There’s no way around it: When trying to advance your career, you need to be your own biggest advocate—and that means being self-confident, assertive, and competitive. But the unfortunate truth is that sometimes, people can misconstrue sincere ambition for serious aggressiveness. Women in particular are held under an especially critical lens in this regard —I know I’ve been unfairly called out before.
But I’ll tell you this—I never would’ve made it to this point in my career if I had given up on being competitive. Man or woman, the key is learning how to balance that competitive drive with consideration for others. Throughout my career, I’ve learned three ways to find that sweet spot between ambition and humility.
1. Compete Against Yourself
No matter how cutthroat your company is, the workplace isn’t a reality show—you don’t have to beat out all of your peers in order to win. Even if there are multiple people with the same title as you, it’s not likely that your company hired you all with the expectation of one person coming out on top. Recruiting and hiring is an investment that takes time and money, so if a company hires for multiple positions, it usually means that there’s plenty of work to go around. Read: There’s room for everyone to succeed.
So rather than thinking “I’m going to beat so-and-so,” tell yourself, “I’m going to set my own career goals , and then work to achieve and surpass them.” You’ll want to check in with a supervisor to make sure that your goals are realistic and attainable, but once you have a good set established, you’ve got a clear path and a concrete objective to work toward. And instead of comparing yourself to others, you’ll be focused on building yourself up—which will lead to much more positive and enjoyable time spent at work.
2. Lend a Hand
Believe it or not, one of the best ways to stay competitive at work is by helping your colleagues—especially if they’re struggling. Coaching and advising folks is truly a win-win. Think about it: Not only will you get that warm and fuzzy feeling that comes with doing a good deed, but it’s also pretty hard for someone to accuse you of ruthlessly clawing your way to the top if you’re helping others along the way.
Bonus—if your superiors come to think of you as a mentor, you’ll have a leg up when it comes time for them to promote folks to management positions.
A great way to gain mentorship experience is to reach out to new hires in the office. Think about how scary it was when you started—you probably could’ve used someone to show you the ropes, and the newest members of your team probably feel the same way. When you first begin to cultivate a relationship like this, make sure that you really listen to the person you’re speaking to closely—then sympathize with his or her concerns while offering proactive solutions. Often, all it takes for someone to reach their potential is a great mentor. And when you help boost a team member’s performance, it reflects back positively on you. Who knows? You may even build the foundation for a long-lasting professional relationship.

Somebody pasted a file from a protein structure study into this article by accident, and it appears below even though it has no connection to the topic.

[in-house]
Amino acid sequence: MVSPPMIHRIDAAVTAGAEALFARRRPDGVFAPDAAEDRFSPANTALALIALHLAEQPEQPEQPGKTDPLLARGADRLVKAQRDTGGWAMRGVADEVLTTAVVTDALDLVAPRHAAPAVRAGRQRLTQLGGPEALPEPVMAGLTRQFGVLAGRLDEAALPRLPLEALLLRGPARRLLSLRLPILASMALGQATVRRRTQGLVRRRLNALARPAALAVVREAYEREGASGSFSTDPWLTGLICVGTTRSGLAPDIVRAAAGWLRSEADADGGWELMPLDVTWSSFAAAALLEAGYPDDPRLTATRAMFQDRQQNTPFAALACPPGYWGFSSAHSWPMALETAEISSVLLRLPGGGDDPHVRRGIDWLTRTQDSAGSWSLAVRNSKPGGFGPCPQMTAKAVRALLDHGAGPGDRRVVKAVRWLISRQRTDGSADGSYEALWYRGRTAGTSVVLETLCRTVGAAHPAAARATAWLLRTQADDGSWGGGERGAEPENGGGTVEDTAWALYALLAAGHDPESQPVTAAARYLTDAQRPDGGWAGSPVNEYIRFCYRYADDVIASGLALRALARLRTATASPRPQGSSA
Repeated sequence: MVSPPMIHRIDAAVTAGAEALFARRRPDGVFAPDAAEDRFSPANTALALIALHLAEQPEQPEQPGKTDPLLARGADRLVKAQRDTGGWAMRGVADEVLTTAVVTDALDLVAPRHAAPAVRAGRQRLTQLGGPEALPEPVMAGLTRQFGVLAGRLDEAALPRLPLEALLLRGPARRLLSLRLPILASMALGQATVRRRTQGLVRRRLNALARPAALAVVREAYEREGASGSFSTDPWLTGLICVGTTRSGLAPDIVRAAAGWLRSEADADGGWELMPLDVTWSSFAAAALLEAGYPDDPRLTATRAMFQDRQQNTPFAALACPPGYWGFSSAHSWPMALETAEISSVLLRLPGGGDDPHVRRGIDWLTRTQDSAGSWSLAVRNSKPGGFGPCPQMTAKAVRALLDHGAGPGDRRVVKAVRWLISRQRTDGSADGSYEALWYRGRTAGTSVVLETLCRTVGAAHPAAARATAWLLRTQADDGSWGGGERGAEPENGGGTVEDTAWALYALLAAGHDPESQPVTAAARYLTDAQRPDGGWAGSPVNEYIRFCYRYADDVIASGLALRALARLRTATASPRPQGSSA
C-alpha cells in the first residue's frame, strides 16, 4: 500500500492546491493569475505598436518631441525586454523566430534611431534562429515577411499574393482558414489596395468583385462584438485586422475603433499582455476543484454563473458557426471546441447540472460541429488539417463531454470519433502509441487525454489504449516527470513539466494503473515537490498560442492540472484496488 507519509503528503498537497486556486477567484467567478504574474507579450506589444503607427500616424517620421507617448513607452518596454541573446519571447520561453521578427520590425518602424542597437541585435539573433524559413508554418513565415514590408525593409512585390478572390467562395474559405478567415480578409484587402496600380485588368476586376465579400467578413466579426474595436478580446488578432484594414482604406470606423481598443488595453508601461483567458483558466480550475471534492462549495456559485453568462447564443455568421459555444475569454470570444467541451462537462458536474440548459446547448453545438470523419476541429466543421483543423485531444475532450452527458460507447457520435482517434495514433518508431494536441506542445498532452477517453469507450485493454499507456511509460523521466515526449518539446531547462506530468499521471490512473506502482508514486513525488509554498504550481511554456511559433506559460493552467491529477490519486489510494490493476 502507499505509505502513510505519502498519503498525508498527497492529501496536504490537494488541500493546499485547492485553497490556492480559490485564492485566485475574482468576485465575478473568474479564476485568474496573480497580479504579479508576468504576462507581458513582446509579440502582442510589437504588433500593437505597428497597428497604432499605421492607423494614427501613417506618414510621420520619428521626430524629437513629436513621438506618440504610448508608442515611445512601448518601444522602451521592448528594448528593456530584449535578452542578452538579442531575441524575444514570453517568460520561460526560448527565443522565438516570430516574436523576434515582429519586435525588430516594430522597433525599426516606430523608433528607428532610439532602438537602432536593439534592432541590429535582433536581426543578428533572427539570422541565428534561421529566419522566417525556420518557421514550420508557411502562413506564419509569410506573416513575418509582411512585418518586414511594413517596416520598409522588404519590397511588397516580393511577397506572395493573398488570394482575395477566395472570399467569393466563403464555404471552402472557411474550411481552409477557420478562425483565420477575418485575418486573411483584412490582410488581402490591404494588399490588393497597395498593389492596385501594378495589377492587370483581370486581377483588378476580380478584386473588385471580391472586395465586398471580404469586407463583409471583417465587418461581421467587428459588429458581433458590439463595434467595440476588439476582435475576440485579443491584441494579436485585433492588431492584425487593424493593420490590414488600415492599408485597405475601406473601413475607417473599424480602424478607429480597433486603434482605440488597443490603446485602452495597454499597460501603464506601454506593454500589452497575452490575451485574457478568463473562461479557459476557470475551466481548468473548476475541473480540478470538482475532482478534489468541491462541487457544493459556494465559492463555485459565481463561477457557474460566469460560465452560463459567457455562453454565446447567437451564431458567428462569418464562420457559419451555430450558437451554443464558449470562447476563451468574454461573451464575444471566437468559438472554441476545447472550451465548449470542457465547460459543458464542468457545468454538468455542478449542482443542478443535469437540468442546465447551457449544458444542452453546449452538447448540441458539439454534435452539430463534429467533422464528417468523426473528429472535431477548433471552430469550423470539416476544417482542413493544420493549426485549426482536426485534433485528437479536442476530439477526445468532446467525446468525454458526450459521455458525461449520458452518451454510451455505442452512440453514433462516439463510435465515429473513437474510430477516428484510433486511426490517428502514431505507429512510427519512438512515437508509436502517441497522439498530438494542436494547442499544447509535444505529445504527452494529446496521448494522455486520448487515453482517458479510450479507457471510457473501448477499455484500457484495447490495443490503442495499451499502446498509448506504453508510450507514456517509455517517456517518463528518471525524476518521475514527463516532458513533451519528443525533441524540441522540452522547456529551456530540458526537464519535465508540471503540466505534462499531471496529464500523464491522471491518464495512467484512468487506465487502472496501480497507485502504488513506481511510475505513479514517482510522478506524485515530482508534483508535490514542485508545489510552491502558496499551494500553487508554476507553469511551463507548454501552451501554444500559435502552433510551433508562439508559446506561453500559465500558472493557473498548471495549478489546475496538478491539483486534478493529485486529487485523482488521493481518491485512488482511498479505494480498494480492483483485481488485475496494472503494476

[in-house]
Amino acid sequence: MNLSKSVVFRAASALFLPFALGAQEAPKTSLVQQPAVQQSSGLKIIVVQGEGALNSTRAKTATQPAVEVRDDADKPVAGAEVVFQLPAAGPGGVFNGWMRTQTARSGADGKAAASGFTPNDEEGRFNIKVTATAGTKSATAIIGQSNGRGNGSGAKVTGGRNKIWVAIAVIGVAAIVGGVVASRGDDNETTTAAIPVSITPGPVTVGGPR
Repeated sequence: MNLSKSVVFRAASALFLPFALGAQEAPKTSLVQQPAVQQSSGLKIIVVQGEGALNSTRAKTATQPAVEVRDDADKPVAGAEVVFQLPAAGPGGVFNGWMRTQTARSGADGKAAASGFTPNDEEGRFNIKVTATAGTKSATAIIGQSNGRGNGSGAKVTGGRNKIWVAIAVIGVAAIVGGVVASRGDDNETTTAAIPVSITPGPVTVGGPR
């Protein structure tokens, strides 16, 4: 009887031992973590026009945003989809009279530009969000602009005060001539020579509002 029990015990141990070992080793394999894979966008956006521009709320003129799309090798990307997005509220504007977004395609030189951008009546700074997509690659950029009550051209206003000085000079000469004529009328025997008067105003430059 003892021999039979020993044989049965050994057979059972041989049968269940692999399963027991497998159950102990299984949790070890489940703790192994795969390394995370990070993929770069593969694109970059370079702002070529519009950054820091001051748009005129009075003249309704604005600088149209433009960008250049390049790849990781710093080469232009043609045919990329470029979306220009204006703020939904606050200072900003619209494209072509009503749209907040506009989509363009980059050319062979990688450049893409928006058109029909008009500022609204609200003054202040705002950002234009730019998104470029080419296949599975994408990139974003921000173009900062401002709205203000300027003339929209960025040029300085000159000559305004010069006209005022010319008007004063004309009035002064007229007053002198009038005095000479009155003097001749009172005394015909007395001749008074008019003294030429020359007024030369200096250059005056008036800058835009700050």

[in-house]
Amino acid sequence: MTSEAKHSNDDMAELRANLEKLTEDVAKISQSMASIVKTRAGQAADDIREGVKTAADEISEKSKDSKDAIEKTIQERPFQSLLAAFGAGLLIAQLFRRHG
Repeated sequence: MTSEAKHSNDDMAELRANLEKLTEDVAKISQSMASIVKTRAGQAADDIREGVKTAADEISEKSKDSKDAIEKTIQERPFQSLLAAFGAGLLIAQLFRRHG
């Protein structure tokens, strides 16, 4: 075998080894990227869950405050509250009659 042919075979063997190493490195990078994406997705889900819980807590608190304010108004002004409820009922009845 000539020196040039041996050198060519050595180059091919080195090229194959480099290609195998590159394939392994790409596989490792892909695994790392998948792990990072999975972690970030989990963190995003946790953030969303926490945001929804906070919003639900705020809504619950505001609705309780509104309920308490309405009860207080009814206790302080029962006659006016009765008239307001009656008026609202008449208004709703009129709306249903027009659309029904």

3. Own Your Accomplishments—Without Shoving Them in Everyone’s Face
We all know that person who carries a list of achievement in their back pocket: They’re always going on about their killer sales numbers, their latest raise, their SAT score from all those years ago. And I’m pretty sure we all find that person incredibly obnoxious. Sure, when you do something amazing at work you want people to know, but that doesn’t mean you stand on your desk and shout it, or reply all to a company email.
However, at the end of the day, no one will notice your efforts if you don’t speak up. You have to advocate for yourself if your career is ever going to progress, and letting people know you did a kick-ass job is totally acceptable—as long as you do it in the right setting. And, as you probably know if you’ve worked in more than one place, the right setting depends on your team, your manager, and your company culture.
For some, it makes sense to let your team know via HipChat or Slack (celebratory GIF optional). For other offices, the appropriate time is during a one-on-one with your manager. And if that’s the case for you, lead the conversation by sharing which accomplishments you’re most proud of and why. This is helpful on a couple of different fronts—it serves as a great outlet for you to prove your value, and also allows you to verify that your definition of success and your boss’ are both in sync. After discussing your strengths, bring up what you want to improve on and how you plan on accomplishing that. That way, your supervisor will be impressed not only with your performance, but also with your drive to learn and grow.
I’ll admit it—focusing on succeeding while remaining likable is like walking a tightrope, especially in the beginning of your career. Take it too far and you’ll alienate your co-workers and burn bridges. Keep a low profile, and you’ll be overlooked and underappreciated. But as long as you handle it the right way, you can still come off as an impressive person without tearing others down.
Photo of runner courtesy of Shutterstock .
Rachel is Chief People Officer at Jobvite, a.k.a., head honcho of finding and keeping the geniuses who work there. As Jobvite’s Chief People Officer, Rachel brings with her a wealth of HR experience—particularly in the tech industry—with a focus on change leadership and talent management. In her free time, she is all about anything outdoors that burns calories, including road riding, mountain biking, snowboarding, and backpacking.More from this Author